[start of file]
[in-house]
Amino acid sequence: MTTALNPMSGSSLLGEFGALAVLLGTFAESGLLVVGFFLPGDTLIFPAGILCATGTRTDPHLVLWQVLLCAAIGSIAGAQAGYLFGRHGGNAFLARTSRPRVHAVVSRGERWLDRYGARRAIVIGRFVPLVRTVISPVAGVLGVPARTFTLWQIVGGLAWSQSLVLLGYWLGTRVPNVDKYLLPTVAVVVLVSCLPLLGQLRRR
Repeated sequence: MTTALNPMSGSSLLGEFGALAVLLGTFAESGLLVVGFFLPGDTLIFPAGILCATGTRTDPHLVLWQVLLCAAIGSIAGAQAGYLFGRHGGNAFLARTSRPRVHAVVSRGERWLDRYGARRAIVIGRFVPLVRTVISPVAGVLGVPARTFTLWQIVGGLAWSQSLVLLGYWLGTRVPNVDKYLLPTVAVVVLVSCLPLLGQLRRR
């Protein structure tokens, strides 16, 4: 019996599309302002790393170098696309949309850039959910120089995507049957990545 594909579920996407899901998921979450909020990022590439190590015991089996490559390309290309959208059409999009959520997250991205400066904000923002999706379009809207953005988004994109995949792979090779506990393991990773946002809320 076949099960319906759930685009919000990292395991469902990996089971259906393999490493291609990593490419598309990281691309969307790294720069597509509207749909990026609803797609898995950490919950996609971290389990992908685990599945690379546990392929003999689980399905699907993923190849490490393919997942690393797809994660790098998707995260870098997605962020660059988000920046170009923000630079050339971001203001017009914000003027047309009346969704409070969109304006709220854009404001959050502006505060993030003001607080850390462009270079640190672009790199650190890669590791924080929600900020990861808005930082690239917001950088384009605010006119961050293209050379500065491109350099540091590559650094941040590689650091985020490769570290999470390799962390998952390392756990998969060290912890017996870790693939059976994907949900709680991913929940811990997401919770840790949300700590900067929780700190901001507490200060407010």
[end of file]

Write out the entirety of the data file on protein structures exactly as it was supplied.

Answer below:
[in-house]
Amino acid sequence: MTTALNPMSGSSLLGEFGALAVLLGTFAESGLLVVGFFLPGDTLIFPAGILCATGTRTDPHLVLWQVLLCAAIGSIAGAQAGYLFGRHGGNAFLARTSRPRVHAVVSRGERWLDRYGARRAIVIGRFVPLVRTVISPVAGVLGVPARTFTLWQIVGGLAWSQSLVLLGYWLGTRVPNVDKYLLPTVAVVVLVSCLPLLGQLRRR
Repeated sequence: MTTALNPMSGSSLLGEFGALAVLLGTFAESGLLVVGFFLPGDTLIFPAGILCATGTRTDPHLVLWQVLLCAAIGSIAGAQAGYLFGRHGGNAFLARTSRPRVHAVVSRGERWLDRYGARRAIVIGRFVPLVRTVISPVAGVLGVPARTFTLWQIVGGLAWSQSLVLLGYWLGTRVPNVDKYLLPTVAVVVLVSCLPLLGQLRRR
């Protein structure tokens, strides 16, 4: 019996599309302002790393170098696309949309850039959910120089995507049957990545 594909579920996407899901998921979450909020990022590439190590015991089996490559390309290309959208059409999009959520997250991205400066904000923002999706379009809207953005988004994109995949792979090779506990393991990773946002809320 076949099960319906759930685009919000990292395991469902990996089971259906393999490493291609990593490419598309990281691309969307790294720069597509509207749909990026609803797609898995950490919950996609971290389990992908685990599945690379546990392929003999689980399905699907993923190849490490393919997942690393797809994660790098998707995260870098997605962020660059988000920046170009923000630079050339971001203001017009914000003027047309009346969704409070969109304006709220854009404001959050502006505060993030003001607080850390462009270079640190672009790199650190890669590791924080929600900020990861808005930082690239917001950088384009605010006119961050293209050379500065491109350099540091590559650094941040590689650091985020490769570290999470390799962390998952390392756990998969060290912890017996870790693939059976994907949900709680991913929940811990997401919770840790949300700590900067929780700190901001507490200060407010």